Crux Systems Insights

Freight bottlenecks in the US and Asia

July 17, 2015 by Jennifer Colvin |


The number of imports to West Coast ports has decreased this year, while imports to East Coast ports have increased. Surprisingly, the biggest driver has been China, not the backups at West Cost ports, according to the research company Zepol.

Imports from China to the East Coast have increased by 20%. In the Gulf, imports from China increased by a whopping 43%. Meanwhile, imports from China to West Coast ports decreased 3%, Zepol reported.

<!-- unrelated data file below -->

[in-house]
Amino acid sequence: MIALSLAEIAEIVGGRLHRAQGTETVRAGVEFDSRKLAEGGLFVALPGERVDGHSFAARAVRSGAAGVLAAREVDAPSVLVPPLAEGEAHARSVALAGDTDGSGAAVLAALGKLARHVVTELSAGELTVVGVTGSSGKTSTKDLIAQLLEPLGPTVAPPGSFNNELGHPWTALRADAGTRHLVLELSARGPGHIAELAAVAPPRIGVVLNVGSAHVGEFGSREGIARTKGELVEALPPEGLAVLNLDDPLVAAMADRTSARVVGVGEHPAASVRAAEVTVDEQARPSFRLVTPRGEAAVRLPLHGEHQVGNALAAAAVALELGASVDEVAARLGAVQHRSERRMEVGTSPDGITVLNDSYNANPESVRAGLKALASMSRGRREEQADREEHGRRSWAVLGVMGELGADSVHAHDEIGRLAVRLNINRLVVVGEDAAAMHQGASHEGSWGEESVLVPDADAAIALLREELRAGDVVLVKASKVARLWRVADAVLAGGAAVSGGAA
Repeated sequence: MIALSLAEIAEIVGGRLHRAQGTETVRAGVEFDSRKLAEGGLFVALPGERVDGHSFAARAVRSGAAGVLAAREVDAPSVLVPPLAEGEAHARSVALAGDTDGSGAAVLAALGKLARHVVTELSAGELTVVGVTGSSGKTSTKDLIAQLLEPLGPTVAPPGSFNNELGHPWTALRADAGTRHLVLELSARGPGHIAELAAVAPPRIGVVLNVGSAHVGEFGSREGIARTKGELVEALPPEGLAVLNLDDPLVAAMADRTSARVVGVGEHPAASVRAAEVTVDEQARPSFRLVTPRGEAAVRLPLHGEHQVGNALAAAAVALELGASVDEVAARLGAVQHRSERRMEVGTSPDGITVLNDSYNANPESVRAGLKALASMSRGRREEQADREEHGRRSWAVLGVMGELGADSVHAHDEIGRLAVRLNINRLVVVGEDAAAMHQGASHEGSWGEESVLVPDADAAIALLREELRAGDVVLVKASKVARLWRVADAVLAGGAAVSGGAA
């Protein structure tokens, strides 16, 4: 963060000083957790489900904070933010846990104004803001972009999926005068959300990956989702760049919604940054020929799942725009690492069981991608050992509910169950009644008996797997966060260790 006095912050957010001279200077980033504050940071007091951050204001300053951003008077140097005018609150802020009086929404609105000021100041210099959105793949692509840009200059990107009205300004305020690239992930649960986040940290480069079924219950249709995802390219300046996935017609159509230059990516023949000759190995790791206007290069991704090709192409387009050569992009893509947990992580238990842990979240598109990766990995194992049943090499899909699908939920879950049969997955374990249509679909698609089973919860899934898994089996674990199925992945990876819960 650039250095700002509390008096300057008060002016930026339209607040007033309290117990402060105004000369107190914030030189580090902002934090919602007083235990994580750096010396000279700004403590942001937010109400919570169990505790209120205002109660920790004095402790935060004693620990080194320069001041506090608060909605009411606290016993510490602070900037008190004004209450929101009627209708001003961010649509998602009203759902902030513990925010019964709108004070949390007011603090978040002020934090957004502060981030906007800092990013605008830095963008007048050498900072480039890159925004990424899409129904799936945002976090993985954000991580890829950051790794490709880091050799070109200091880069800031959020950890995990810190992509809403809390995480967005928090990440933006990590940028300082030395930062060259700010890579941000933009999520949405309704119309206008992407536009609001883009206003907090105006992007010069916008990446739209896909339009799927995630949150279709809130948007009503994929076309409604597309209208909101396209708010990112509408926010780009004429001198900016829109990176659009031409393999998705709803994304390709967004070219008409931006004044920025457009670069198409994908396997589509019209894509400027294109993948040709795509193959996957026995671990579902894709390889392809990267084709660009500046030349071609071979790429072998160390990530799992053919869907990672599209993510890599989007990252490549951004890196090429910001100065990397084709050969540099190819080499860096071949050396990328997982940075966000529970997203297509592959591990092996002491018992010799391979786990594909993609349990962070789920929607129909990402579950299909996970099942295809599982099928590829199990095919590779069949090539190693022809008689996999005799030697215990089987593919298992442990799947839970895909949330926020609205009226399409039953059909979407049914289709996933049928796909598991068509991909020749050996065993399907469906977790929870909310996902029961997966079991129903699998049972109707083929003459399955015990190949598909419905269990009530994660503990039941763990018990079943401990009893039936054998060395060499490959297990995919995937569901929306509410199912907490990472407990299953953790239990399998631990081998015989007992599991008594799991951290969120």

Regardless of where freight is shifting, the same problems with bottlenecks remain. In the US, 89% of all imports and exports move through just 8 ports. Worldwide, 58 international ports handle 85% of all imports headed to the US. Asia is the biggest sources of cargo, where the top five largest ports in the world are located (Shanghai and Shenzhen in China, Singapore, Hong Kong, and Busan, South Korea).

So what we have are bigger and bigger ships coming in and out of just a few major ports, causing congestion and delays not just in the US, but around the world. Terminals are working to address the problem with larger and faster cranes, but ultimately, they struggle to find space within their yards for storage.

By providing better information and visibility to both trucking companies and terminals, we can help trucks move more efficiently through terminals and reduce congestion and delays, even as the volume of cargo increases. To learn more, contact us.